I loathe London. I lived there for a decade. I did my time there, I lived on both sides of the river, I knew the city. So now I feel that it is my right to loathe it!
Why do I dislike London so much? Maybe my views are tainted by the past – by memories of the old me. But mostly I dislike London because it is the epitome of the capitalist system.
Anarchist writer Paul Cudenec puts it perfectly:
For an anarchist, the tender green shoot of each new-born child, the precious potential of each wonderfully unique and beautiful human being, is blocked, crushed, destroyed by the steel toe-capped boots of capitalism.
It is here, in London, where decisions are made and deals are done; deals which impoverish people throughout the world; decisions which enable the burning of the planet and the colonising of countries’ resources. London is the home of arms dealers, money launderers and a mass media which ensures that the public remain subservient and ignorant. And every time I am on the train after having spent time in the city, I feel a deep sense of unease, a horrified feeling that everything is so fucked up.
And, of course, I hate London because it is also the consumerist capital of the world. A place where people go to spend. And it’s the city where so many young people move to, straight out of university, in order to work 40 hours a week and get a CAREER. I did it for years, in a corporate media which I now despise. “So, what do you DO?” is the second question that someone will ask you when they meet you for the first time (after asking you your name).
And, obviously, London is awful because the politicians are there.
Rewind to a couple of days ago, and Chris and I are passing through London. We decide to walk from Paddington to Victoria, rather than getting the Tube. Our evening stroll takes us down Park Lane, where rich people stay at the Grosvenor and drink extortionately priced cocktails. As we pass the insanely wealthy, we suddenly come across ten people, all laying next to each other under blankets, all homeless. The juxtaposition of the two scenes shocks me, and I think again, this is so fucked up. What I find most disturbing is that the rich people drinking their cocktails on the Park Lane pavement don’t seem to realise how fucked up it is. For them, it’s just the way things are. And just metres from where the homeless are laying, we pass a house with chandeliers glimmering from inside.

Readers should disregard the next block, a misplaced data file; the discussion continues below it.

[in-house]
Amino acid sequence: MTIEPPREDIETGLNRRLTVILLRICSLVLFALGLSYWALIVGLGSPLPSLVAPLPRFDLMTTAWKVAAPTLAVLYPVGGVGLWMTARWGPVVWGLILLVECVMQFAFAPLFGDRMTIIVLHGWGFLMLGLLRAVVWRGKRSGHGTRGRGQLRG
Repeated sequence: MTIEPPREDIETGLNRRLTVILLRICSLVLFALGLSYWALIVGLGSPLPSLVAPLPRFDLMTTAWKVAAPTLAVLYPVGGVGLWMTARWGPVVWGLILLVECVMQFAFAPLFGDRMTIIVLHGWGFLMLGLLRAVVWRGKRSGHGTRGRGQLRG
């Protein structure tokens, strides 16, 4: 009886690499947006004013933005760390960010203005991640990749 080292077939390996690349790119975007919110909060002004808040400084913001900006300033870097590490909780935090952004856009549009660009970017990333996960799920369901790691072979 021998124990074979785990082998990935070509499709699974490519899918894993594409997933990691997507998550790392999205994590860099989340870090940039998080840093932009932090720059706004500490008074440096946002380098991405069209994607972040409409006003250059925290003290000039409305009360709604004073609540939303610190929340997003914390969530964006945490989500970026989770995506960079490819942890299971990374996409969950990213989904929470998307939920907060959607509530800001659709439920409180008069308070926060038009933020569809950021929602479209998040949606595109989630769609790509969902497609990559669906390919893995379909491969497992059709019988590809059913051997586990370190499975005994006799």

We arrive in Victoria and are about to get onto our train when we see a man on the station concourse, laying on the cold floor with his eyes closed. He’s not moving. Someone approaches him and asks, “Are you ok, mate?” Having seen that the man is breathing, he says, “He’s conscious!” and rushes off to get his train. Another reason why I dislike London: people don’t have any time for each other. Chris and I kneel next to the man. Chris tries to get him to talk, but we don’t really get a response and don’t know what to do. Suddenly a young couple come over, and the woman immediately does a much better job than us. She sits with the man, puts her face near to his to hear what he is murmering. She gives him water. She says sympathetic words. All the while, her male companion is standing there, huffing, saying, “Jo! Come on!” He’s looking at the train departures board, horrified that he’s going to miss his train. He continues, “Jo! Let’s get the station guard! We can’t do anything!” She ignores him. I say to the impatient man, “The station staff won’t help him. They’ll chuck him on the street or call the police.” The woman continues to kneel patiently with the man, and having persuaded him to sit up, she tries to find out if she can put him on a train, or if he has any friends. He mutters to her, “Death”. She asks him why he would say that word, and he replies, “No-one needs me”. She looks him in the eye, sees that he is lonely, in pain. He is drunk, but still in need. Her male companion is looking flustered and mutters about calling the station guard again. He can only see a drunk nuisance on the floor. The woman talks to the man in pain, patiently gives him her empathy and kind words, and the man starts to smile. She eventually persuades him to stand up, just as one of the station staff comes over and sternly tells us that they have informed the security guards about the man, who are going to “deal with him”. The woman’s compassion towards the stranger has probably saved him from the security guards, who would have also seen a nuisance and not a fellow human being. She gives him a hug. He murmers “thank you” to her with a big smile. They hug again: the woman in expensive clothes and manicured nails, who could well have been socialising on Park Lane that evening, embracing the lonely man with red wine down his shirt. And I feel hope. Maybe things are not so fucked up.